In the travel area, car-sharing start-up BlaBlaCar is eating into rail's market share by playing to people's preference for flexibility and freedom, but is heavily data-driven. Indeed, the only railway technology - such as high-speed train - not enough to ensure sustainable growth. This was demonstrated recently with a report of the French Court of Auditors. And in Germany, Inter-City Express of the DB are also highly subject to competition despite a train per hour on all major routes of the country. As reported Railway-technology (4) at the Amadeus forum in Barcelona (in June 2015), Amadeus director of rail and ground travel Thomas Drexler highlighted that while high-speed rail infrastructure had almost doubled between 2002 and 2012 across the 28 EU states, rail travel's market share of transport had only increased 0.6%. The primary service of getting people from A to B had markedly improved, but something else had stopped the investment from delivering the expected dividend, says Drexler. Moreover, a very intense intermodal competition - by bus - is added to the sharing economy, which makes more pressure. It appears clear that the train journey through the traditional business model needs to be reviewed in the light of new clients settings, such as the door-to-door travel, that is the bane of the railways.
How to counter a sharing economy into a old technical industry from the 19th century ? That's the big challenge. The first lever is price, to meet the low-cost aviation, which does not part of the sharing economy. This is what the French did with the TGV Ouigo, which starts from the outskirts of Paris (and not from main stations), where the bar was removed and where the space between seats was reduced. Some people told about the come-back of the third class...But the low-cost railway is not enough to counter the business of car-sharing.
The real mobility, door-to-door
The first wave of actions is more basic : enter on the same market that your competitors and scrape together the maximum of market share, without having to offer the same service. While BlaBlaCar is positioned more for long trips carpool, SNCF launched in September 2014 IDvroom.com that carry people for shorter trips, daily, to get to work or train station. That's the answer to the door-to-door problems of many railways companies. Add to this the bike-sharing services are available in many stations and in many cities. So we are here in a less technological and more practical field, even more environmentally friendly.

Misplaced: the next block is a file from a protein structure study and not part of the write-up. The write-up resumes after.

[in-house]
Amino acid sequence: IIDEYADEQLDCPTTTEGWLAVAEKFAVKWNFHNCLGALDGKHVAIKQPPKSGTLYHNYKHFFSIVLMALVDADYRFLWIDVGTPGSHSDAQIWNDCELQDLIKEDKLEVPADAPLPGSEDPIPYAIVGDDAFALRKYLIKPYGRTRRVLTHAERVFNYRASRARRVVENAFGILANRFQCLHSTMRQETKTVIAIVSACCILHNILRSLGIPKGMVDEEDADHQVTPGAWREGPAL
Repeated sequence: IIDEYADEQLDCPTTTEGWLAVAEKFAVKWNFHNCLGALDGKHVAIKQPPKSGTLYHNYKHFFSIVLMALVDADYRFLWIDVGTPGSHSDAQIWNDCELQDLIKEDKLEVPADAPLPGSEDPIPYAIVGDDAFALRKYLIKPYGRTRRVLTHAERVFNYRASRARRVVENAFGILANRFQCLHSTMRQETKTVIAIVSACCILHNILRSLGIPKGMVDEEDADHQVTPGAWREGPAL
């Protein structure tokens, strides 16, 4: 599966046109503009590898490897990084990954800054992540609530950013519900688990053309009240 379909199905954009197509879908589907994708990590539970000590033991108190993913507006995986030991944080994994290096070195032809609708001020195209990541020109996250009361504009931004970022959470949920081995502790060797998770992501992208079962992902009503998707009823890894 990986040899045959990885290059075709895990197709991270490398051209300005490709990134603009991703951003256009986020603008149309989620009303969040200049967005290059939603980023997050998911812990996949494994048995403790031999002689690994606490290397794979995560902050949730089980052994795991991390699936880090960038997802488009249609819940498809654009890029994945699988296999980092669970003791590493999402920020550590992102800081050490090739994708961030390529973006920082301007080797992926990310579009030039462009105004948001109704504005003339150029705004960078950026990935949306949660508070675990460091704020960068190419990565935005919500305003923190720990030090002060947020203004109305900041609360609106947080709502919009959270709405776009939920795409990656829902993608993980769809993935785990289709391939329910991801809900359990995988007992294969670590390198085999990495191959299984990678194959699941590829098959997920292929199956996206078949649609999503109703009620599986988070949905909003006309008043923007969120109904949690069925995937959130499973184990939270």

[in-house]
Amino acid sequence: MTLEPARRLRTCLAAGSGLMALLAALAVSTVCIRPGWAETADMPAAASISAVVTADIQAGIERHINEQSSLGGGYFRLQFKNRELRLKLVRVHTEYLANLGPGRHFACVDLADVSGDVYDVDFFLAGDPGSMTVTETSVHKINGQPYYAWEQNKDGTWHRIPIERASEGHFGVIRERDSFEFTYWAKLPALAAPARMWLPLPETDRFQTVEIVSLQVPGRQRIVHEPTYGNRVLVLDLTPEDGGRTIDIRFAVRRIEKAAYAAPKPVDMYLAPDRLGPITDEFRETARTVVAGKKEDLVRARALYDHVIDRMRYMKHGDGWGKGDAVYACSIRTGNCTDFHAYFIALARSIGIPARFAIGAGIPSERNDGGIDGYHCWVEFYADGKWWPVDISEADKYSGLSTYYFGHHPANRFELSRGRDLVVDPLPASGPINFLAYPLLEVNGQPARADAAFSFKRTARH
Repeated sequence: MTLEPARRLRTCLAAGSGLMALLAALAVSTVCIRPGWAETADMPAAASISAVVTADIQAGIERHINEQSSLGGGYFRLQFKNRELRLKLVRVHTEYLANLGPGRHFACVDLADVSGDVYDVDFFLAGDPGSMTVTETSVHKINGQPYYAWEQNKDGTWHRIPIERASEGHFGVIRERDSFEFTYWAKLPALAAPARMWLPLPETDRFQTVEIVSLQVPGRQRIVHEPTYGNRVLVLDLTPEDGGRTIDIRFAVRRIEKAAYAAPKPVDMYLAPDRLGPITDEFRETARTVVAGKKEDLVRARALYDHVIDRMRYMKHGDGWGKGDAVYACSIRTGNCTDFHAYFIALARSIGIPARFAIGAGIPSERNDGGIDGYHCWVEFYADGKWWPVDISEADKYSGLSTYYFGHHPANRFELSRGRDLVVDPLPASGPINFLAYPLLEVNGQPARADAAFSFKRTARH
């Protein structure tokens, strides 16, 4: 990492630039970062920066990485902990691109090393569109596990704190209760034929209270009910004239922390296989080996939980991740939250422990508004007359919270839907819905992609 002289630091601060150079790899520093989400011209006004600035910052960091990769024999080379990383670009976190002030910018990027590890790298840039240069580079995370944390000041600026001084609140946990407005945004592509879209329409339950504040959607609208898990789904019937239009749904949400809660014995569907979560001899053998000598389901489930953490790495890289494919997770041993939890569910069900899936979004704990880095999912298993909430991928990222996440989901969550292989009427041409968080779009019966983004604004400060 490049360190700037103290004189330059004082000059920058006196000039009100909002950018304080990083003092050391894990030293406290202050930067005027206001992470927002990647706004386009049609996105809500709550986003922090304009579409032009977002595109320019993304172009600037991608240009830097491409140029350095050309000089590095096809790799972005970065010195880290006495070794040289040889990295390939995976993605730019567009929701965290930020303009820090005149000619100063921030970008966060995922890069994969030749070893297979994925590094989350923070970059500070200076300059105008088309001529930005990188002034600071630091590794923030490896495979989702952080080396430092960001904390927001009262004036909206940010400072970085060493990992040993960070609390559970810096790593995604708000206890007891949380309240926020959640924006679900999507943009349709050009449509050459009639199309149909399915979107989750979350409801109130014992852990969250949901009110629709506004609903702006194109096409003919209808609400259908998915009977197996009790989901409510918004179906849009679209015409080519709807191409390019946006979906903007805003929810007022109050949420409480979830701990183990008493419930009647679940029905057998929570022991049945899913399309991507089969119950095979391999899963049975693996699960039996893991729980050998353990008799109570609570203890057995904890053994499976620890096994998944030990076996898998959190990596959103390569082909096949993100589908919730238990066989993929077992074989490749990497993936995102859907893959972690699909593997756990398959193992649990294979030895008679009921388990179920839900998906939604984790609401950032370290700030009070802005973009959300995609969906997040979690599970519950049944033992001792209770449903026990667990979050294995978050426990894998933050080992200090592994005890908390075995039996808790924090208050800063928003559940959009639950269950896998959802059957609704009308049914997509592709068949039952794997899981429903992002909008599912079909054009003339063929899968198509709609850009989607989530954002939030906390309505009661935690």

The travel and the brand experience
The railway industry has focused too much on getting people to their destination and not enough on enabling them to enjoy the journey. Consequently, it must now put customer service at its core. It must look to learn more about those customers than just age and gender to understand why they are travelling and how get the most out of it, wrote Railway Technology (4). A research called ‘In Future Traveller Tribes 2030’ has identified six categories of customer, from the ‘Simplicity Searchers’ to the 'Cultural Purists', including the ‘Ethical Travellers’ and the ‘Reward hunters’. For this, differential pricing, known to economists as ‘price discrimination’, is the practice of charging different prices for the same product to different customers along the demand curve. Instinctively this may sound unfair, but many forms of personalised pricing already exist (based on age) and produce few objections. Low prices for particular demographics, like students and the elderly, are commonplace. (5) Now it would seem possible to go further.
An example is the ‘Stories Are Waiting‘ , which is a Pinterest-style gallery that aims to inspire EUROSTAR customers to explore top destinations with film and photos from the travellers, as well as top bloggers and photographers. Richard Branson, from Virgin Train (UK), has announced an overhaul of the service in an attempt to lure passengers from other forms of travel, starting with a swanky new ad campaign. The CEO of Eurostar told about ‘the experience of travel’. « Don't think about just selling a ticket to a customer, but try to engage into a more meaningful relationship. » says Decius Valmorbida, Amadeus vice president of distribution marketing.